Victoria, Esquimalt benefit from students’ eco-research

Climate related challenges around Greater Victoria tackled by post-secondary teams

  • Apr. 14, 2013 6:00 p.m.

Esquimalt hopes to put the findings of a group of Camosun College students to use in planning the township’s cycling infrastructure.

The students gathered the information via the Capital Regional District’s Ready, Set Solve learning competition. They were one of 18 teams of students from Camosun, the University of Victoria and Royal Roads University that were given two months to solve an existing climate-related challenge in the Capital Region.

The first-place team from Camosun: Jessica Shamek, Oliver Terry, Jane Patterson, Ashley and David Bronaugh, were tasked with creating an inventory and mapping bicycle parking facilities and amenities in Esquimalt.

The group found a total of 4.56 kilometres of bike lanes, 42 bike racks, 124 signs and road surface stencils referring to cycling and 303 bike parking spots in the municipality.

The findings provide a starting point for determining how to improve cycling infrastructure in Esquimalt, said Marlene Lagoa, the township’s sustainability co-ordinator.

“This is very valuable for us as a template so we can move forward fixing gaps that were found,” she said. “They updated our biking maps (and determined) we did not have any information on the amount of bike racks.”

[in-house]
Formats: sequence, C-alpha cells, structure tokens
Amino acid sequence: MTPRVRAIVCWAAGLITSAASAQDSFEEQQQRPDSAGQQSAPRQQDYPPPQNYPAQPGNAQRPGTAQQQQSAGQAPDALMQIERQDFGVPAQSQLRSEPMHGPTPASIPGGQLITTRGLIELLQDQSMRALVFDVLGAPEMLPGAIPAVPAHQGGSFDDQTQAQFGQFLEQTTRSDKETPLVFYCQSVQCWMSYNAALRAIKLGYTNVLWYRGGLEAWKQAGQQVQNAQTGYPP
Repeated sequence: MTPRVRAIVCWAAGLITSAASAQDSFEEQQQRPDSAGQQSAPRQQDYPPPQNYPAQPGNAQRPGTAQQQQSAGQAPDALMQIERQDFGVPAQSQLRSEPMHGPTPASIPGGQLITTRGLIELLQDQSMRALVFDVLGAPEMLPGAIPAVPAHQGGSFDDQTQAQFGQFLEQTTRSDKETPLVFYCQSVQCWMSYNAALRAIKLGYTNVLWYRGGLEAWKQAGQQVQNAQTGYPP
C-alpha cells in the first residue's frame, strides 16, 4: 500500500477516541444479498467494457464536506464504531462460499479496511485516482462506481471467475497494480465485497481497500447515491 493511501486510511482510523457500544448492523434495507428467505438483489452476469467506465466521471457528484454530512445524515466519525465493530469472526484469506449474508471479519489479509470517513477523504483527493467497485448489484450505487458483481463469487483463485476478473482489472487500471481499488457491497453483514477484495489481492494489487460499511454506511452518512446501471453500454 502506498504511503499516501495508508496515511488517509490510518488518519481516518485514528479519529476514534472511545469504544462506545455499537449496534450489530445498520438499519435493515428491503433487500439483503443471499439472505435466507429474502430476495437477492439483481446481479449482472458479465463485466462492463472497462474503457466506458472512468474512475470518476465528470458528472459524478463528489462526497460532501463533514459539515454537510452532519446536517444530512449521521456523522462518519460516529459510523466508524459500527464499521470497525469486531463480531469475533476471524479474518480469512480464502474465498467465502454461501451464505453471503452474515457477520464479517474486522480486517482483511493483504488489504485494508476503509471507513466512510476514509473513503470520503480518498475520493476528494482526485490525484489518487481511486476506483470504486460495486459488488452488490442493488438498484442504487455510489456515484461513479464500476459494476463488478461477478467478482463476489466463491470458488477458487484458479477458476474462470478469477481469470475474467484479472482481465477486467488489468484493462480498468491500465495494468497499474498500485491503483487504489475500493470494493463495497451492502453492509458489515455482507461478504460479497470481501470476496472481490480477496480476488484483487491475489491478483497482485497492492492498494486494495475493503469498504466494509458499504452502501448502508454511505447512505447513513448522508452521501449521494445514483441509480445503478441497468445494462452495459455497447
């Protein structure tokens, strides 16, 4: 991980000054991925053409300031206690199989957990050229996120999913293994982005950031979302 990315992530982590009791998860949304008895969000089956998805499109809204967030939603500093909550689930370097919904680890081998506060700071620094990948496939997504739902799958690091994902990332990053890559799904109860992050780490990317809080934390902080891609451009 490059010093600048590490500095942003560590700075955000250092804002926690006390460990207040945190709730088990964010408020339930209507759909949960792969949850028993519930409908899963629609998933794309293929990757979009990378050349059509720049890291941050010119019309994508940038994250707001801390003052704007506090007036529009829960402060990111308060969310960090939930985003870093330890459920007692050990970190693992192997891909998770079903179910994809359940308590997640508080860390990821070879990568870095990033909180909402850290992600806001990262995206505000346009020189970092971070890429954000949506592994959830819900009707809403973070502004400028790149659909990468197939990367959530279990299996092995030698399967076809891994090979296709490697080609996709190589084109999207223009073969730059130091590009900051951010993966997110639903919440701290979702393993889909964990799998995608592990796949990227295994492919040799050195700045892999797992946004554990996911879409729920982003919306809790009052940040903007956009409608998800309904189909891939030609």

The information gathered will help the township determine such things as where best to place bike racks to better access businesses districts in the municipality.

Esquimalt could promote more activity in its parks if more racks were installed within them, Lagoa added.

The information can also be used in conjunction with guidelines from the CRD’s Pedestrian Cycling Master Plan, which directs planning and investments for supporting cycling and walking in the region.

The work done by the students is also in step with Esquimalt’s goal to reduce greenhouse gases by 38 per cent from 2007 levels by 2020.

“Esquimalt is a great place to ride your bike and we hope our project will help the municipality to become an even more cycle-friendly place,” said Shamek.

Royal Roads students Jesse Johnston-Hill, Alyssa Beurling, Dione Hunter and Tysha Murphy placed second for their work designing and developing plans for a Youth Climate Action Camp for Victoria parks and rec.

And the UVic team of Jaime Chong, Julia Warren, Kate Williams, Katie Liébault placed third for their development of a natural playscape plan for the Oaklands Community Centre’s Neighbourhood House.

A full list of projects can be found at

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